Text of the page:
Track Listing: How Can You Swallow So Much Sleep / Bad Timing / Your Eyes / Lights Out, Words Gone / Take The Right One / Shuffle / Beggars / Leave It / Fracture / What You Want / Favourite Day / Still / Beg – bonus track

Keep up with Bombay Bicycle Club at their homepage, MySpace, Facebook, and Twitter.

Here are the videos for “Shuffle, “Lights Out,” “Still,” and “Leave It” from the BombayBicycleVEVO YouTube Channel.

The Wombats: “This Modern Glitch” (22 April 2011 in the UK; 26 April 2011 in the USA)

My introduction to The Wombats was when I saw them live at the Stone Pony (Asbury Park, NJ USA), opening up for The Kooks; in a nutshell, I felt that they stole the show. Whereas The Kooks are more melodic in a 60s rock sort of way, with the ability of making an audience as pensive as they are on stage, The Wombats will make you jump up, down, left, right, and diagonal. They know how to please the crowd. I was excited when I heard about their sophomore album, “This Modern Glitch.” Their first album made sure that I was out of my seat and dancing to Joy Division, but this album made me a fan.

They have taken a different route from their debut album, especially in terms of their use of keyboard! “Tokyo (Vampires & Wolves)” is The Wombats that I am accustomed to. A beat that will keep your body pulsating and then when the chorus hits, you’re belching out every word to it. One song that threw a curveball at me was “Anti-D.” It is hands down one of the most beautifully composed songs they have written to date. The song makes sense in a way if you are telling a person that I will be there to pick you up, but it is a very odd song by them. It is definitely Cureish. (On a side note, doesn’t Matthew Murphy have a similar hair due as Robert Smith?) Now as I said before, they have introduced keyboards, but you’re thinking, big deal. Another curveball would be “Techno Fan,” which is sort of saying, “Hey, not only can we play a guitar, slap a bass, and bang on some drums and make a killer song, we can use a keyboard and make a song that will keep you dancing all night!” (On another side note, didn’t The Cure start relying on keyboards and “dancier” beats on their sophomore album too?) After giving this album a listen a few times, “1996” is that song that really stuck to me. There is a beautiful blend of the melodies of the keyboards to the guitar playing.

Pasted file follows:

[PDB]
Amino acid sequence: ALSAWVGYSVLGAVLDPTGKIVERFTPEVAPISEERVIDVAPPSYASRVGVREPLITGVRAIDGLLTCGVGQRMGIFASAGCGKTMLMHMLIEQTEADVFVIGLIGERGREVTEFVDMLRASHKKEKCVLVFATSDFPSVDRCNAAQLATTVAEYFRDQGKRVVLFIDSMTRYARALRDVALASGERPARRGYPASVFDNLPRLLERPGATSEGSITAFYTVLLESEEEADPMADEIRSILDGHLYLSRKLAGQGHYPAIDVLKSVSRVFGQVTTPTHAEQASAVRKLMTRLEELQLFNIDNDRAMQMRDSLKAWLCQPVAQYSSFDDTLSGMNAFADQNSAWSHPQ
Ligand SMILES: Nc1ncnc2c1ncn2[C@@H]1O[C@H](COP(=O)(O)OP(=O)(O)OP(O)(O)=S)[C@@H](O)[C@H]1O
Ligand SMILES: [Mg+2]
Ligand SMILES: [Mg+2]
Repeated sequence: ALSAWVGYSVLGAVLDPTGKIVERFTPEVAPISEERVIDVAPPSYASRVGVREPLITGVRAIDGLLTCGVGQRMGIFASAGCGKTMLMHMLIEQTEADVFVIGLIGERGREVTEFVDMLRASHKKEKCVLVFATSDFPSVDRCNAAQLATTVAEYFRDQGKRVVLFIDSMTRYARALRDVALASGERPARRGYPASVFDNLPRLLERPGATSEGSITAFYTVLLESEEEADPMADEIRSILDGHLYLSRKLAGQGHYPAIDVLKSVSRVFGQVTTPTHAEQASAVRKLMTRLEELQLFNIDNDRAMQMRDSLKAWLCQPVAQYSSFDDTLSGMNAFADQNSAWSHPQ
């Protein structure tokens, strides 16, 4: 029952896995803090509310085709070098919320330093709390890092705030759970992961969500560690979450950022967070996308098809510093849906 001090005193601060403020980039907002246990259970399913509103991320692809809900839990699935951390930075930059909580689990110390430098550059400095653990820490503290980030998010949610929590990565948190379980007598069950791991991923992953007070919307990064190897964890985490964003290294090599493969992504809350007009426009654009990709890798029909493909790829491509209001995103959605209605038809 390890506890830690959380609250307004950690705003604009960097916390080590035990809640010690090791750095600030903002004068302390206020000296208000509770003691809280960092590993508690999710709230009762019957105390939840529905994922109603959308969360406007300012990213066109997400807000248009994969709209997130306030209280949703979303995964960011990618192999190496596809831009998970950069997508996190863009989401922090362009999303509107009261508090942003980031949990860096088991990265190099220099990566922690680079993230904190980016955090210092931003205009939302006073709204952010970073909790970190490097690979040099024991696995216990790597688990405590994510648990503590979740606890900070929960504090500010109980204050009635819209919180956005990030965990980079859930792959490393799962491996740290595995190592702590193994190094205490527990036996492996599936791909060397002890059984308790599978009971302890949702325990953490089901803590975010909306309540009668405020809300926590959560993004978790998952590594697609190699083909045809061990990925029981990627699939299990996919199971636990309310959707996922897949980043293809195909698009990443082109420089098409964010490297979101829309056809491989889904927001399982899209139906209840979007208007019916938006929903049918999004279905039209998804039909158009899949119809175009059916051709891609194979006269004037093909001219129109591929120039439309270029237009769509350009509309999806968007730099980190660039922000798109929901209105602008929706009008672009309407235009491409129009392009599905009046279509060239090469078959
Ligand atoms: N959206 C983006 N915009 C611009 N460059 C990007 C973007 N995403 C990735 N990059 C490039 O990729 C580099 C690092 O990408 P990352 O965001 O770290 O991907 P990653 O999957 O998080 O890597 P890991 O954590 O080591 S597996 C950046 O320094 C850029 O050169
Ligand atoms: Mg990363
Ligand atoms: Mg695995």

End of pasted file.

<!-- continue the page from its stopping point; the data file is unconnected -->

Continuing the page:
Track Listing: Our Perfect Disease / Tokyo (Vampires & Wolves) / Jump Into the Fog / Anti-D / Last Night I Dreamt… / Techno Fan / 1996 / Walking Disasters / Girls/Fast Cars / Schumacher the Champagne

Keep up with The Wombats at their homepage, MySpace, Facebook, and Twitter.